Have you ever judged a book by its cover? Sometimes you get it right, and sometimes you get it wrong. Occasionally there is no wrong in judging people by what you see because it acts as a defense mechanism. It warns you who to approach and who to avoid in the same way an animal would avoid a predator.  But it becomes wrong when you use your natural inclination in a way that labels, stereotypes, and shows preference. The Apostle James writes about this. He says,

“My brothers and sisters, believers in our glorious Lord Jesus Christ must not show favoritism. Suppose a man comes into your meeting wearing a gold ring and fine clothes, and a poor man in filthy old clothes also comes in. If you show special attention to the man wearing fine clothes and say, “Here’s a good seat for you,” but say to the poor man, “You stand there” or “Sit on the floor by my feet,” have you not discriminated among yourselves and become judges with evil thoughts?” (James 2.1-4, NIV)

James wrote this to warn against showing preference to people who appear to have money. This is good advice, but in a way, he is also judging books by their covers. He assumes that those who look like they have money are well off, while those who look like they have no money are poor. However, this may not always be the case.

Those who look wealthy and successful may not be wealthy and successful.

I lived and worked in Aberdeen in the oil and gas industry as a Quality Engineer for some years. During that time, there was a major oil recession. The recession hit Aberdeen and the surrounding area particularly hard because its economy relied heavily on the oil and gas industry. Unemployment went up by one-quarter as skilled and unskilled workers found themselves on the unemployment line. [1]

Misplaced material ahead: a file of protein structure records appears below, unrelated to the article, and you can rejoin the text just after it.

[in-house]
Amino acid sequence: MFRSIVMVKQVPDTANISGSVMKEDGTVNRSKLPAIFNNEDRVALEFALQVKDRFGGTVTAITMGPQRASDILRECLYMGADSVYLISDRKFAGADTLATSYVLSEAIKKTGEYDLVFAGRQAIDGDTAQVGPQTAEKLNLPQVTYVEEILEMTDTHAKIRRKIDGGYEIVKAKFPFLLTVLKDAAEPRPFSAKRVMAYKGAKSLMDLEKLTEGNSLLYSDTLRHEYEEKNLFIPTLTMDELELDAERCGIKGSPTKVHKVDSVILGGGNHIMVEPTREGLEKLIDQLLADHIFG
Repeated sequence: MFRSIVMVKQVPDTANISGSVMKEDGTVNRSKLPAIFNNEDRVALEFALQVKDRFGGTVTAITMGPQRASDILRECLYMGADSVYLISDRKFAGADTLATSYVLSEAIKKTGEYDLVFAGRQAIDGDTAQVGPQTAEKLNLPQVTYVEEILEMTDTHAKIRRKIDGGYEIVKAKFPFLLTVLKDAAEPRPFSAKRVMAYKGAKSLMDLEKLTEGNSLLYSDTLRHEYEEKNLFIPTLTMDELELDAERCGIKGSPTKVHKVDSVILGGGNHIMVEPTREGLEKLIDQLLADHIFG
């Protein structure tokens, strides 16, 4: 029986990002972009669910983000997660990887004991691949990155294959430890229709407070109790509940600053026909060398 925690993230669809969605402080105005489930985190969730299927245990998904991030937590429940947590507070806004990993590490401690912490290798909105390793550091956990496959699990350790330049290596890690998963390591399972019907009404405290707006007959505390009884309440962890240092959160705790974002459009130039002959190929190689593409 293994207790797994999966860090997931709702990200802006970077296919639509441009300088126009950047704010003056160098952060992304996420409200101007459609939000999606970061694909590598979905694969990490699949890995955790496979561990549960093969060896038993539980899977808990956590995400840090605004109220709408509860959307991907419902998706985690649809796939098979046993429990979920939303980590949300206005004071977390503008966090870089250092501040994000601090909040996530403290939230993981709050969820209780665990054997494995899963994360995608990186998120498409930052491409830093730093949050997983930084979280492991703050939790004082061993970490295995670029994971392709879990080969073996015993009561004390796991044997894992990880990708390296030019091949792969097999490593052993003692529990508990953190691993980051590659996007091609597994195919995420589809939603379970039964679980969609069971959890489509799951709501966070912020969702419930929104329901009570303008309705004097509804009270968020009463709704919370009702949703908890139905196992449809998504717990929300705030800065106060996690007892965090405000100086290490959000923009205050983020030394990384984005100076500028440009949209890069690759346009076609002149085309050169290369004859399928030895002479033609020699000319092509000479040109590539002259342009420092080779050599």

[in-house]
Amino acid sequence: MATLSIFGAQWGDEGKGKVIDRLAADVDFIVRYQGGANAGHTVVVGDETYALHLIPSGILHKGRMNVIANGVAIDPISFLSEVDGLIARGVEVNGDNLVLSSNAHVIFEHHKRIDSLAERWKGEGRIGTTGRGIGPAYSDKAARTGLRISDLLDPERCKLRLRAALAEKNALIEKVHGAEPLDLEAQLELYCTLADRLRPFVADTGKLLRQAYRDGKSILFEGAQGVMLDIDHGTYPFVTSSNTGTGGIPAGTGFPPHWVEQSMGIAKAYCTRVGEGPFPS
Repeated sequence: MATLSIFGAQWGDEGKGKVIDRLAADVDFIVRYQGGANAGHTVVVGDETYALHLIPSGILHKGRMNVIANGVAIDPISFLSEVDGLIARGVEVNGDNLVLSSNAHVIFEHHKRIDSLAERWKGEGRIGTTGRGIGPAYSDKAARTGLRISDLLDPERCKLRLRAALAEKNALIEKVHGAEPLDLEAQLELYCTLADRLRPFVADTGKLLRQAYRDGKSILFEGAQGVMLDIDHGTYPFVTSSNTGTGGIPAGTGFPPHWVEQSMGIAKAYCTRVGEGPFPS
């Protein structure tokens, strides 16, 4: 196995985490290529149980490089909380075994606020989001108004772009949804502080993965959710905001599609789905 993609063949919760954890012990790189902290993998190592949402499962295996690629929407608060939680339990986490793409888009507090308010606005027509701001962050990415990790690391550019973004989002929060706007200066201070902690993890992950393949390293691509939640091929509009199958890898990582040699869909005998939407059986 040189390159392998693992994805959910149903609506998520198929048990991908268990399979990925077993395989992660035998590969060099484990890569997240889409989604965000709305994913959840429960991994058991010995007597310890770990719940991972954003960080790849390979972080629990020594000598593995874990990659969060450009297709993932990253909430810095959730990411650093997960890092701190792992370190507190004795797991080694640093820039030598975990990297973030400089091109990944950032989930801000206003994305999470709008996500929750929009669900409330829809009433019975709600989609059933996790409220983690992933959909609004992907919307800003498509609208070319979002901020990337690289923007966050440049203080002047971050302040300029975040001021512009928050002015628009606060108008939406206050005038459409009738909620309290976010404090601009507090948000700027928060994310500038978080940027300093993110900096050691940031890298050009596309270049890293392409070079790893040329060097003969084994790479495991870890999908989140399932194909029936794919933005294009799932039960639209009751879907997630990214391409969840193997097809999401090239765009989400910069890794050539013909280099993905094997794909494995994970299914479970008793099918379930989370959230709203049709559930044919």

Our home church helped run a food bank during this period. Before the recession, it was typically homeless people and addicts who utilized the facility. During the recession, people and families who had been paid off overwhelmed the food bank. Although they had sold their luxuries, they were still well dressed in comparison to the people who normally used the facilities. They looked out-of-place. They seemed wealthy and successful, but they were not.

Those who look poor and needy are not always poor and needy.

Allister was a friend of our family. He dressed in worn blue overalls and wore scruffy work shoes with no socks. His bedraggled features and unkempt hair made him look like a hobo. But you would be grossly mistaken if you thought that about him. In reality, the man was a local property magnate and a millionaire. He had more money than he knew what to do with. Yet, his humble exterior and thrifty demeanor gave the impression of a dejected charity case.

How you judge impacts what you do

In the case of what the Apostle James says, it would be easy to show favoritism to the unemployed oil worker because they dress well, and disparage the millionaire because he dresses poorly. Moreover, the assumption that poor people look poor and wealthy people look wealthy will affect how we direct our charitable acts. We will be inclined to help the poor-looking person who really does not need our help, while we overlook the wealthy-looking person who actually does need our help. From my examples, we would show charity to Allister and ignore the oil worker who is in dire need.